Cadillac was one of the first brands to launch a subscription service. Called Book, the service allowed users to access Cadillac's lineup including the Escalade and CTS-V for a monthly fee. But only a year after it launched the program, General Motors is pulling the plug.
The Wall Street Journal broke the news this afternoon, learning from sources that the company will end operations of Book by the end of the year. Subscribers will have a 30-day window from the time they notified to turn in their vehicles. A GM spokesman confirmed the closure.
According to sources, certain aspects of Book proved to be quite costly. A key example was some of the back-end technology used to support the service "made some customer-service functions tedious and time-consuming, adding costs for the company." This move comes a few days after GM announced that it would be offering voluntary buyouts to 18,000 salaried workers.
Analysts say car subscriptions bring a number of headaches with trying to deal with the logistics of keeping vehicles repaired, cleaned, and delivering them within a short time frame.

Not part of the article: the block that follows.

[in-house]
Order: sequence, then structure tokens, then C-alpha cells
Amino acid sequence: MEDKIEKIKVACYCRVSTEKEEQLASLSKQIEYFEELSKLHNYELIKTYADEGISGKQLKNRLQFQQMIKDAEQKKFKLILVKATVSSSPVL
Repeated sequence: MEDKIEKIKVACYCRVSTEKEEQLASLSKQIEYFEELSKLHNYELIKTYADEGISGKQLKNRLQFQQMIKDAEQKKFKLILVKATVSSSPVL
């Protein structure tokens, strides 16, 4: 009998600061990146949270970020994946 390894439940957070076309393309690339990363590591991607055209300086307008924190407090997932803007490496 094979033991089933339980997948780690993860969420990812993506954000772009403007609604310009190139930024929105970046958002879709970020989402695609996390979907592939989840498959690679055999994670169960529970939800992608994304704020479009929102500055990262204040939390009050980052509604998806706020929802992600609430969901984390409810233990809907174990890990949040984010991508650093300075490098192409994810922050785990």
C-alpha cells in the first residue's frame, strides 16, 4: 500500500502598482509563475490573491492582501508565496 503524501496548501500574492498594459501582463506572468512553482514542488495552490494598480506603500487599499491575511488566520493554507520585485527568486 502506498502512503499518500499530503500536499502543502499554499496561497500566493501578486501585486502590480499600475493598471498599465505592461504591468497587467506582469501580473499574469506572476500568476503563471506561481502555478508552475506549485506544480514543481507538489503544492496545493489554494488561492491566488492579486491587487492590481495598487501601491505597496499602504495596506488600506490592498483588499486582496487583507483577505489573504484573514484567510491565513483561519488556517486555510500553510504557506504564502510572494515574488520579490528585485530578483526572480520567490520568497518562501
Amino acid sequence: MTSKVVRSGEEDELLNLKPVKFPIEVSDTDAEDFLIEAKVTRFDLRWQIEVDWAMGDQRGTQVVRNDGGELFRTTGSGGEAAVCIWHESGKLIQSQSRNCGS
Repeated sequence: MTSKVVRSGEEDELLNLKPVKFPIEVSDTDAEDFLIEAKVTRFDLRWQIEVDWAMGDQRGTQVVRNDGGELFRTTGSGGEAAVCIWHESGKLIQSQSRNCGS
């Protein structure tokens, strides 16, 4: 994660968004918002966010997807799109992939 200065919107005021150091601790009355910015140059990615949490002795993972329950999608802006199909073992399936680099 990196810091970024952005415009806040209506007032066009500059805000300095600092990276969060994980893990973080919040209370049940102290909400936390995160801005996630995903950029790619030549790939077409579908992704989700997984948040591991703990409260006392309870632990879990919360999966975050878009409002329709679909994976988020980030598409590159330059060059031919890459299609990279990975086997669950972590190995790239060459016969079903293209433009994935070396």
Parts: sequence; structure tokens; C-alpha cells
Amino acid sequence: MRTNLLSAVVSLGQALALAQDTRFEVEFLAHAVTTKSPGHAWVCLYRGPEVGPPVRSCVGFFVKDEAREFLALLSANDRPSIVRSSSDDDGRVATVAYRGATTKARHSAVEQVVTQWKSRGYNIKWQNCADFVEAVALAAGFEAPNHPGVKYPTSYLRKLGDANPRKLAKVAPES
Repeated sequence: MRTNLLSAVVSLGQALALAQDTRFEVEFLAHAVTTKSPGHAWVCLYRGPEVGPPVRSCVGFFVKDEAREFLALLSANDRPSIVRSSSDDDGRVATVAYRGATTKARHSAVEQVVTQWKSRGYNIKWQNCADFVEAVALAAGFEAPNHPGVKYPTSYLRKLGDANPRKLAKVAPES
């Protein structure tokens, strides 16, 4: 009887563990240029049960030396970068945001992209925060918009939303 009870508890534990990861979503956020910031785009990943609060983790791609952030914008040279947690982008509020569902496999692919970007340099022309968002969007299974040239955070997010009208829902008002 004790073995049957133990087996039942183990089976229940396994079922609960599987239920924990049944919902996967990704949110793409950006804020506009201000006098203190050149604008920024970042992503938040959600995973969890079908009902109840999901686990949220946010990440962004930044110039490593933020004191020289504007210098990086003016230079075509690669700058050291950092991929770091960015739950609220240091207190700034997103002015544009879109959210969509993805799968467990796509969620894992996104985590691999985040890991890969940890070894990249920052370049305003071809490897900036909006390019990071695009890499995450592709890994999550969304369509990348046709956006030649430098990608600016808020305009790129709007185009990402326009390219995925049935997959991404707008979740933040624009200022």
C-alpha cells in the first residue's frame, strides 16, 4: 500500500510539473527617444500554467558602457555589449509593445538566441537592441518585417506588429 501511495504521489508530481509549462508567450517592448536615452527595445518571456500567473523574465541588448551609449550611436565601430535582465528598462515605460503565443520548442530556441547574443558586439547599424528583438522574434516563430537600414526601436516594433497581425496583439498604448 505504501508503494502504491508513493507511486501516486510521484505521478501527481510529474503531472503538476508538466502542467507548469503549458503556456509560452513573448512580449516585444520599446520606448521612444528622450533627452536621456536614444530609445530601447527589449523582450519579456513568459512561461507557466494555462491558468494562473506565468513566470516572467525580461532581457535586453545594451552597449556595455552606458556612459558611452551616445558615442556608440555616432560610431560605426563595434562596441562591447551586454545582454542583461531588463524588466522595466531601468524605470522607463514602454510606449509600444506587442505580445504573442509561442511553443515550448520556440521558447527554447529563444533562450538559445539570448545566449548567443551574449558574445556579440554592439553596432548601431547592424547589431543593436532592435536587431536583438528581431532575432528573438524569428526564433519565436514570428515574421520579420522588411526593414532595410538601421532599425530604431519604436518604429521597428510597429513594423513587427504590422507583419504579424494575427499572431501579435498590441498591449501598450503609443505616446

“Some of these services will even transfer your stuff from car to car, from your phone charger to your kid’s stroller. The problems posed in offering that level of service at scale are vast,” said Ivan Drury, senior analyst with Edmunds.com.
The GM spokesman told the Wall Street Journal that the program could restart in the future.
“We are hitting the pause button for a brief time to make some tweaks to Book [by Cadillac] based on our learnings,” he said.
Cadillac isn't the only brand that is rethinking the whole subscription model. Hyundai closed down their program which offered Ioniq Electrics only in California, though the brand is planning a revamped version to appear in the future. Lincoln is looking into making changes to their service which offers off-lease vehicles.
Source: Wall Street Journal (Subscription Required)